HBO has chosen a curious time in American history to fulfill every white supremacist’s dream, an alternative history in which the Confederate States of America won the Civil War and slavery persisted well past 1865.
But during times as incomprehensible as these, solutions may come from unexpected places.
It’s a curious time for the creators of the wildly popular “Game of Thrones” to launch “Confederate” because just last year white supremacists gleefully cheered the eventual winner of the presidential election. Hate crimes and recruitment by hate groups have been on the rise. Several Southern states recently celebrated the centennial of the “War Between the States” and were forced to grapple with how best to deal with the presence of Confederate statues and monuments and flags in a browning nation. “Confederate” also follows an eight-year period in which the country experienced seeing a black family in the White House for the first time.
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The racial and cultural landmines are everywhere. While promotional material suggests “Confederate” will “include freedom fighters, slave hunters, politicians, abolitionists, journalists and others,” as well as “the executives of a slave-holding conglomerate and the families they control,” it’s hard to know if that mixture of storylines will be enough to overcome the understandable angst about such a show airing at a time like this. The sex scenes that helped make “Game of Thrones” famous won’t be able to rescue “Confederate” against guaranteed backlash if the show isn’t done well.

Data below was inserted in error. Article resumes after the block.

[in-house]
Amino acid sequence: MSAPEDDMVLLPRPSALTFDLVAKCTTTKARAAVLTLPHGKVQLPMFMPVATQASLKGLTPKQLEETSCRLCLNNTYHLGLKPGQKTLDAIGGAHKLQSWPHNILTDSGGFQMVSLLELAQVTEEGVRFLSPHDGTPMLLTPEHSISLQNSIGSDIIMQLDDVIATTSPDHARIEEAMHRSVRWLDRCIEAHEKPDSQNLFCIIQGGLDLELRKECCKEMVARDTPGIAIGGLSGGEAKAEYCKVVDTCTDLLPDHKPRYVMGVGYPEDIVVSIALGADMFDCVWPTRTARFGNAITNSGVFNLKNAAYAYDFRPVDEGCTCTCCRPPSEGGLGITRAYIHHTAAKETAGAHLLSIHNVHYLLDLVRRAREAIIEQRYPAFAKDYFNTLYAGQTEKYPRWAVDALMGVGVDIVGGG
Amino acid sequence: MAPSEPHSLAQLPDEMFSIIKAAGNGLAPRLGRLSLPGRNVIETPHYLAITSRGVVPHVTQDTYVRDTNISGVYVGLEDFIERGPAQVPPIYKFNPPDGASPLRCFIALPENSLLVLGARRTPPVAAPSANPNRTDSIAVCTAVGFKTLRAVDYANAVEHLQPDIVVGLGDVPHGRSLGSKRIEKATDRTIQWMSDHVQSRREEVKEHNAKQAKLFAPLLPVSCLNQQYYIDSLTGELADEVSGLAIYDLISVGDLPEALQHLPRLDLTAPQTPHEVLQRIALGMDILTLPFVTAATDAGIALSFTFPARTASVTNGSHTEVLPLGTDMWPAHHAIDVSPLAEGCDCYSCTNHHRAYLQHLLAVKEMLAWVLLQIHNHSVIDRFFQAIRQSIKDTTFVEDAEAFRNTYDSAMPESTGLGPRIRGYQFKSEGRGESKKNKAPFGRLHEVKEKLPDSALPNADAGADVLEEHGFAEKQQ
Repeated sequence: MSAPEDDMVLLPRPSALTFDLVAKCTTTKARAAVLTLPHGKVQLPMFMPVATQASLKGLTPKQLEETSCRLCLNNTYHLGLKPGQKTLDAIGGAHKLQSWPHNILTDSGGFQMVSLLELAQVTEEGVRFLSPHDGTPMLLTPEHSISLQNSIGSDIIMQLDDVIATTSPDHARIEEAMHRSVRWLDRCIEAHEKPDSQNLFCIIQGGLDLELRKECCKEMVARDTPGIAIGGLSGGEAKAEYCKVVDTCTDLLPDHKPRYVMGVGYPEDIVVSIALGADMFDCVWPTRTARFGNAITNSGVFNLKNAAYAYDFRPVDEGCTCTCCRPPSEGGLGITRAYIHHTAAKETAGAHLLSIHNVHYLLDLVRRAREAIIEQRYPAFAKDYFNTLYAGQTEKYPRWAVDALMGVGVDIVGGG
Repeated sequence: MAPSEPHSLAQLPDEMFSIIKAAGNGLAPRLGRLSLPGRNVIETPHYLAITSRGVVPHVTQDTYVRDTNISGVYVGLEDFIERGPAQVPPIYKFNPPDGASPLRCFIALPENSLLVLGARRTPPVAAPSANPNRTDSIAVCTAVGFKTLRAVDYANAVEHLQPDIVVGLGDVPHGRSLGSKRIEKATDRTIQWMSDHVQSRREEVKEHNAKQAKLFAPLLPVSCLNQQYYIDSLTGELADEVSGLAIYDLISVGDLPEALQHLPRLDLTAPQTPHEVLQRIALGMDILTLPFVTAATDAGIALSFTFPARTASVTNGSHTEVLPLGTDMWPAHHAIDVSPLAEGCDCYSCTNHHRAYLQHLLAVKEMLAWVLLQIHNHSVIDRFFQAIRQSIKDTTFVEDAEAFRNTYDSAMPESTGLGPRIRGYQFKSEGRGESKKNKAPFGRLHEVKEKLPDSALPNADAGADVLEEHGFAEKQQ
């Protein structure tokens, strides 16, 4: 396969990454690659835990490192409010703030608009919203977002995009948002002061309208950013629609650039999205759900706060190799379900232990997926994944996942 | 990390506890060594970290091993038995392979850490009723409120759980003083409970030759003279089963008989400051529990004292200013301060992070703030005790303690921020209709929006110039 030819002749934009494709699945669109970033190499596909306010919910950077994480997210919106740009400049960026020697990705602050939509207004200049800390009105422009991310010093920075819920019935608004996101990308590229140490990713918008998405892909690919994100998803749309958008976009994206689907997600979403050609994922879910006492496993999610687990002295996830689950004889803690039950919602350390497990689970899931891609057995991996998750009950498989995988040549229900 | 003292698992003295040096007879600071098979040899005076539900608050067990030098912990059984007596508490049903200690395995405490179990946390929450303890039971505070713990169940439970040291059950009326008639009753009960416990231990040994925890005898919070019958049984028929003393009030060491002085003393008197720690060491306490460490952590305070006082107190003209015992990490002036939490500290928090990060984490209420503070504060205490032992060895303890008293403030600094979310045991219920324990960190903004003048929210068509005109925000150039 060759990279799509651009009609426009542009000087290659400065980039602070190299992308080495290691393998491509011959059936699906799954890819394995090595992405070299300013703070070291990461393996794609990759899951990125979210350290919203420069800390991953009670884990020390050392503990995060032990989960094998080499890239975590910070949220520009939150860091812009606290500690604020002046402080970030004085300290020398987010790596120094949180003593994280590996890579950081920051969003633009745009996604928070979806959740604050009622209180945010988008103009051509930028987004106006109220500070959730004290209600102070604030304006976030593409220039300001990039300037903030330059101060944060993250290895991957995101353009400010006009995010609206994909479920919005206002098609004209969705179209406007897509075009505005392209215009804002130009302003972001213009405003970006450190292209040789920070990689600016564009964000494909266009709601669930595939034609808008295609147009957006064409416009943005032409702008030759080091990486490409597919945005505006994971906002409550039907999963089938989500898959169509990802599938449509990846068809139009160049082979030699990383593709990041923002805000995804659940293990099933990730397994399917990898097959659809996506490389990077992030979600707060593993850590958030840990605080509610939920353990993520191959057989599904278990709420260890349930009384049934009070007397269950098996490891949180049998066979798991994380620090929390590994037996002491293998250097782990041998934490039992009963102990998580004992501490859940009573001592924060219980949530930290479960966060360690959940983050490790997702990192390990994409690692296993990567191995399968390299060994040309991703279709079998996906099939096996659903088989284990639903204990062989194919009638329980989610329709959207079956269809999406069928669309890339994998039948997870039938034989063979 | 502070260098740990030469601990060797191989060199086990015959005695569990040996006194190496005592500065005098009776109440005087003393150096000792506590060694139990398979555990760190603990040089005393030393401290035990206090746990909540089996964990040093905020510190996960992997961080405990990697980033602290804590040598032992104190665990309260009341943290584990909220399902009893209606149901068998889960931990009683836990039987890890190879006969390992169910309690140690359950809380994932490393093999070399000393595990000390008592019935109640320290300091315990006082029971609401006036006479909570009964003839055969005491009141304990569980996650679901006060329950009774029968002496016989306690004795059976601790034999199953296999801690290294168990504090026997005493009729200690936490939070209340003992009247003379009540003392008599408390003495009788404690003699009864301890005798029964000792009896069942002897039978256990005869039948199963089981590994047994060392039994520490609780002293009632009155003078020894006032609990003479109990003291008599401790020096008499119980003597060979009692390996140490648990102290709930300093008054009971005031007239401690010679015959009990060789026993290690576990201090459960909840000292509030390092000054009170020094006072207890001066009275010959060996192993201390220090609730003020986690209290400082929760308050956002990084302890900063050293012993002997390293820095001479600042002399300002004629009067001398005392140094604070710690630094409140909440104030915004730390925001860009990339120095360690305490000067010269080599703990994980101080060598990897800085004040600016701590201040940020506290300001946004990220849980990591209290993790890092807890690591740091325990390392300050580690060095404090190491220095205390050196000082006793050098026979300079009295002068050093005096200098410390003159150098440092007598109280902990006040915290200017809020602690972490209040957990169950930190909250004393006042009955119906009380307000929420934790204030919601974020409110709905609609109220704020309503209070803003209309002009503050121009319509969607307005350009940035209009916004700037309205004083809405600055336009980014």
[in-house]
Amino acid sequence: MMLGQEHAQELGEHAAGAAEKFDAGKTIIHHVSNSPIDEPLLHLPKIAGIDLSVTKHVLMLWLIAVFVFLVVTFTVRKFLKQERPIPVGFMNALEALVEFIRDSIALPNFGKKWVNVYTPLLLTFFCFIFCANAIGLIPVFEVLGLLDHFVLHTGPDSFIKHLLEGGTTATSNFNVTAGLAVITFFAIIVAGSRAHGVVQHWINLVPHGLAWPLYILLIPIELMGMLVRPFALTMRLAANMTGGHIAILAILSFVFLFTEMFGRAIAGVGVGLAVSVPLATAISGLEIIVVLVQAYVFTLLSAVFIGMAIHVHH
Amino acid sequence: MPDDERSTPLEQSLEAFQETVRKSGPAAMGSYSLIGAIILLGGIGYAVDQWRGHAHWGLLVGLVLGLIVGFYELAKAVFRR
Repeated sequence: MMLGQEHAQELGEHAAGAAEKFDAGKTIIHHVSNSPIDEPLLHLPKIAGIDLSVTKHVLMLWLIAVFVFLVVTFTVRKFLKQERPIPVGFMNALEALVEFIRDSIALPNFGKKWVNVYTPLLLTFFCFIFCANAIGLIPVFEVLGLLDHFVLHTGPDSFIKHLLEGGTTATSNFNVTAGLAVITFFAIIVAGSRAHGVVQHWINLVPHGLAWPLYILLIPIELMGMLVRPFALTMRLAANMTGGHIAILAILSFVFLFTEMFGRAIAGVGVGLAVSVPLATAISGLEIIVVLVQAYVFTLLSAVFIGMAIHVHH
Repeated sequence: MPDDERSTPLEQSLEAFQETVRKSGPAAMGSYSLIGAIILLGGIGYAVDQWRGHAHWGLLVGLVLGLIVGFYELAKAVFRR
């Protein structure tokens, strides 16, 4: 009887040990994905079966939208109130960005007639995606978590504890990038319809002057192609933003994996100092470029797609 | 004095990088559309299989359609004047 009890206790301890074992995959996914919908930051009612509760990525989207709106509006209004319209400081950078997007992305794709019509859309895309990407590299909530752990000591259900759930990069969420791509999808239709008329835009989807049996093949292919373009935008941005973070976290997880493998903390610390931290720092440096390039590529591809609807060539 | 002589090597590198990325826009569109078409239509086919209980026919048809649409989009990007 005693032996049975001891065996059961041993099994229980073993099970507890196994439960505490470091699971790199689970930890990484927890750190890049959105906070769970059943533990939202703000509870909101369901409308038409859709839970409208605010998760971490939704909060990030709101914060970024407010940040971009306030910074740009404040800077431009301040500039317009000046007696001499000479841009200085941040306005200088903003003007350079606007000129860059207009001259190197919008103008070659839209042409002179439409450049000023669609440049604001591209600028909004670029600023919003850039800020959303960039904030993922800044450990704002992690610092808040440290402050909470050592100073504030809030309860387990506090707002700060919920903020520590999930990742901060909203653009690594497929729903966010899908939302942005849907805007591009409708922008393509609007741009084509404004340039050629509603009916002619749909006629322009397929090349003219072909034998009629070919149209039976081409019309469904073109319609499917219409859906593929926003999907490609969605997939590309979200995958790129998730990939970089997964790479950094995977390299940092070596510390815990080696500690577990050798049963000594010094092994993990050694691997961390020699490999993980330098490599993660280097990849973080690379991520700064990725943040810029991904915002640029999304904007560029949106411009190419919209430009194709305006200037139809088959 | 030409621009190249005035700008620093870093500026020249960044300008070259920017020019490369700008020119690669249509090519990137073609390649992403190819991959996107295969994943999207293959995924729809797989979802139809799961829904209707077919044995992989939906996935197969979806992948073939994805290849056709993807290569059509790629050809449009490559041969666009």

This isn’t the era in which Alex Haley’s “Roots” could break TV viewing records and receive critical acclaim for its depiction of a fictional slave family, or when the sitcom “The Secret Diary of Desmond Pfeiffer” was cancelled after protesters declared it was a too-light-hearted take on American slavery. Every police encounter involving a black American is scrutinized, an NFL quarterback is blackballed by professional football teams because of a peaceful protest, and white supporters of President Trump feel unfairly maligned.
And the country is speeding towards majority-minority status, which is creating the fear and loathing that fuels hardened feelings about immigration and talk of border walls and stopping Muslims from entering the U.S.
That’s what the creators of “Confederate” are facing, one of the most confounding racial moments in American history. It’s easy to see how it might turn into a collosal flop.
But that’s precisely why the time for such a show is now.
These are confounding times, for sure, but also clarifying. The country is on a razor’s edge as it grapples with the loss of its old identity while trying to determine just what it wants to be. All can go oh so wrong, or oh so right.
The show can also serve as a vital history lesson, one that reminds Americans that the Confederacy was built upon the belief that white people were superior and black people should forever be slaves, which is why its Constitution mandated permanent servitude. “Good” people during that period frequently looked the other way – even though they never owned another person or personally beat a slave with a horse whip – because they sympathized with that belief system or didn’t care enough about their dark-skinned fellow man and woman to fight oppression. They chose convenience and expediency, seeding the ground for the bloodiest war this country has ever experienced. They made the wrong choice.
If “Confederate” can convince more of us to make a better one, it would have served a great purpose.